More photos from Jhe’s gallery can be found on our Facebook page here.


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  • 10/26/16--11:15: A Look Into the Veg Club
  • Veg club sign. Photo taken by Kayla Sousa.

    Veg club sign. Photo taken by Kayla Sousa.

     

     

    The Veg Club is at its second year running after beginning in October of last year. The club consists of a group of students that discuss vegetarianism and veganism in society.

    Initially the club began with senior Ariel Gustowski, president and founder of The Veg Club, who wanted to create a “safe environment” for those “who seek support” in their lifestyle. At the age of sixteen she became vegan for competitive reasons as well as becoming a better athlete. She soon discovered the health benefits and the great effects on the environment as well as how the lifestyle “helps replenish our environment”. Her love for animals also helped her make the decision of going vegan and she has never looked back to return on her past eating habits. Ariel Gustowski says her vegan lifestyle has “helped widen [her] perspective of different foods” and become more prone to trying new foods.

    Senior member Matthew Savini Burke began his vegetarian journey as a bet at fifteen years old. He was an avid meat eater before the transition and didn’t eat many fruits or vegetables. After researching online about animal cruelty and reasons why to minimize meat intake, he made the decision permanent. This bet became a lifestyle. He initially came across a YouTuber who helped with the transition and went vegan at the age of sixteen. At seventeen he went back to vegetarianism due to health reasons. He states that the transition “was difficult for family due to their high meat diet” but was very surprised at how “inexpensive the transition was” and how not all  “vegan and vegetarian food is bland and simple” but can be flavorful. The transition also helped him “become a more independent person” in his eating habits.

    Justine Muir, who is also vegetarian, is the club advisor. She states that “the group consists of a passionate group of students who believe in a plant-based lifestyle” and that is what makes this club different from all others. During the weekly meetings they “spend time discussing and sharing resources with each other like cooking or baking while munching on delicious vegan snacks” and often go to farmers markets and food festivals.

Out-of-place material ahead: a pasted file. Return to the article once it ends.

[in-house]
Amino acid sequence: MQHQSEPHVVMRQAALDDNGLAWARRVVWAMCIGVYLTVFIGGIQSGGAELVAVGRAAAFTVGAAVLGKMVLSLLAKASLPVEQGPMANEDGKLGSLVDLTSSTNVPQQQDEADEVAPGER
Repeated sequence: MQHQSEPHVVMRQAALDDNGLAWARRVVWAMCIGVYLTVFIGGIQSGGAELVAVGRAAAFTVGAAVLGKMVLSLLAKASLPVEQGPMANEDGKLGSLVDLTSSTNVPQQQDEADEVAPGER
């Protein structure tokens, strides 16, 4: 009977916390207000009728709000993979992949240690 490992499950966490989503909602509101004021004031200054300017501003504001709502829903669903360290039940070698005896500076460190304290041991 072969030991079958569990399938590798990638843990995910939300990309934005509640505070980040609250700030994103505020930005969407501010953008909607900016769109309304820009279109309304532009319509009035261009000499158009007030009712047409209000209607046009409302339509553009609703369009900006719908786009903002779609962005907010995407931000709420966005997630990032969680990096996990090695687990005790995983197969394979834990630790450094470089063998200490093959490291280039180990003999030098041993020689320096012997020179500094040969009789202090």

The club itself meets every Friday at 2:15 at H410 in Muir’s room. Gustowski states that they are unlike other clubs because they “are friends inside and outside of school” and regularly “go on field trips to Haymarket and vegan restaurants.” Members ultimately  want to discuss “the vegan world and educate those who come” and “ try to limit the stereotypes on vegans and vegetarians.” Members of the Veg Club often share recipes and bring in vegan and vegetarian food to try out. Advisor and members say  that the club welcomes anyone who is “openminded no matter what diet you have” and are open to new ideas.


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    Elections are right around the corner, and as frightening as that may be, it is important to stay informed– by facts, not by biased media coverage. Not only are the presidential elections coming up; voters will be voting on ballot questions as well. Of the 19 proposed ballot questions, only four of them will be up for voting on November 8, 2016.

    Listed below are the questions.